First, his campaign relies on corporate donations. Though Obama certainly is less industry-owned than Clinton, the Washington Post noted last spring that he was the top recipient of Wall Street contributions. That cash is hush money, contingent on candidates silencing their populist rhetoric.

But while this pressure to keep quiet affects all politicians, it is especially intense against black leaders.

"If Obama started talking like John Edwards and tapped into working-class, blue-collar proletarian rage, suddenly all of those white voters who are viewing him within the lens of transcendence would start seeing him differently," says Charles Ellison of the University of Denver's Center for African American Policy.

That's because once Obama parroted Edwards' attacks on greed and inequality, he would "be stigmatized as a candidate mobilizing race," says Manning Marable, a Columbia University history professor.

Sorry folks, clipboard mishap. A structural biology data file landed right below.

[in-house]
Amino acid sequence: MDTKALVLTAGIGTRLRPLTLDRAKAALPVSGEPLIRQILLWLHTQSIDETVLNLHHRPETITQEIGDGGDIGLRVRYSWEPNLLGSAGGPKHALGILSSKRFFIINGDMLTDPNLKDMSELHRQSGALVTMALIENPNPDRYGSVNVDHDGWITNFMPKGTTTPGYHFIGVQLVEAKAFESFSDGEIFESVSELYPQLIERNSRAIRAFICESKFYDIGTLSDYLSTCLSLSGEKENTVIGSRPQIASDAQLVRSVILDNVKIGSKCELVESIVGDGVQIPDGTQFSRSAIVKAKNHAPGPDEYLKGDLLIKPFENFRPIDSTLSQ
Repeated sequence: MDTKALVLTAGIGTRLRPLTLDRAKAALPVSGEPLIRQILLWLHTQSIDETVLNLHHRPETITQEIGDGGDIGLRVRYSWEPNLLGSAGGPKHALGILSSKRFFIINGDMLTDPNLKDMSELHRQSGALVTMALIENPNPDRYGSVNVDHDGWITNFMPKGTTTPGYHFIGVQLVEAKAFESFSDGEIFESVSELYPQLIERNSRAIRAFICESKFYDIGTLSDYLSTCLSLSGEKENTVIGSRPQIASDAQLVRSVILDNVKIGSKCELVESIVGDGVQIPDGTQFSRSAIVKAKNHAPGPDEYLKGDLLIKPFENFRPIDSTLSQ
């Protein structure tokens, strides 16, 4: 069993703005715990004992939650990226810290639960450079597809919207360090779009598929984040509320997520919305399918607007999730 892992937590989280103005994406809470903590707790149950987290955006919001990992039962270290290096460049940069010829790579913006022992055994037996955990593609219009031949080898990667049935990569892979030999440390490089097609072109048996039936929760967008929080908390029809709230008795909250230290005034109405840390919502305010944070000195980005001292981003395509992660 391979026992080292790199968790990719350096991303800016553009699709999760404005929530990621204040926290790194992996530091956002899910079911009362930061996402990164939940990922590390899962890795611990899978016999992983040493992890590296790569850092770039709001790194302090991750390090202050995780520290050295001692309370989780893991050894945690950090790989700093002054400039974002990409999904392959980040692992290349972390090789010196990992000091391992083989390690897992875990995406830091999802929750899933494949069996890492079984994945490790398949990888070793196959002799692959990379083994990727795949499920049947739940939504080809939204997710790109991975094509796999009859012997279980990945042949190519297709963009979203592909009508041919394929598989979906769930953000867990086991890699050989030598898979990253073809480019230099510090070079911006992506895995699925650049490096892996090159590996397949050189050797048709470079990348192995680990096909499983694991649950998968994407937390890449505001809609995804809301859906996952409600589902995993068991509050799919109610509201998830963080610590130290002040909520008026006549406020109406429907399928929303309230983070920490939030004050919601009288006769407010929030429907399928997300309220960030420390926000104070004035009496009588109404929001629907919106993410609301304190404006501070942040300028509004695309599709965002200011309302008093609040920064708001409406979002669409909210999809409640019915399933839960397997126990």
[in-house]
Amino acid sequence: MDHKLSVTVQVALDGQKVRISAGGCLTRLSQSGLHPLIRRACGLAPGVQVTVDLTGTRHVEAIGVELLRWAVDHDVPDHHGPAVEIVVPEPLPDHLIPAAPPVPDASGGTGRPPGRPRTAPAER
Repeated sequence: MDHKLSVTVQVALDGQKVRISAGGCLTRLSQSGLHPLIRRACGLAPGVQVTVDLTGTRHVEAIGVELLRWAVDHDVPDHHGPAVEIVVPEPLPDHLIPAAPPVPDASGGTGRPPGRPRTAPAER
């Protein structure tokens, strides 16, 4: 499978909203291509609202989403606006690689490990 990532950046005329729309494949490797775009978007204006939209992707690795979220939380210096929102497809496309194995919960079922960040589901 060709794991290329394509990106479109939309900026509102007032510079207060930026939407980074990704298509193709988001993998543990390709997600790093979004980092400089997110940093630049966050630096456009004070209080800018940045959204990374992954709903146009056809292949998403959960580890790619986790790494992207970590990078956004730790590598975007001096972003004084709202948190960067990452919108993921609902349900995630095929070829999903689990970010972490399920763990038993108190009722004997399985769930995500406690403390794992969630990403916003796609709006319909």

That is, the media would immediately portray him as another Jesse Jackson — a figure whose progressivism has been (unfairly) depicted as racial politics anathema to white swing voters.

Remember, this is always how power-challenging African-Americans are marginalized. The establishment cites a black leader's race- and class-unifying populism as supposed proof of his or her radical, race-centric views. An extreme example of this came from the FBI, which labeled Martin Luther King Jr. "the most dangerous man in America" for talking about poverty. More typical is the attitude exemplified by Joe Klein's 2006 Time magazine column. He called progressive Rep. John Conyers, D-Mich., "an African American of a certain age and ideology, easily stereotyped" and "one of the ancient band of left-liberals who grew up in the angry hothouse of inner-city, racial-preference politics."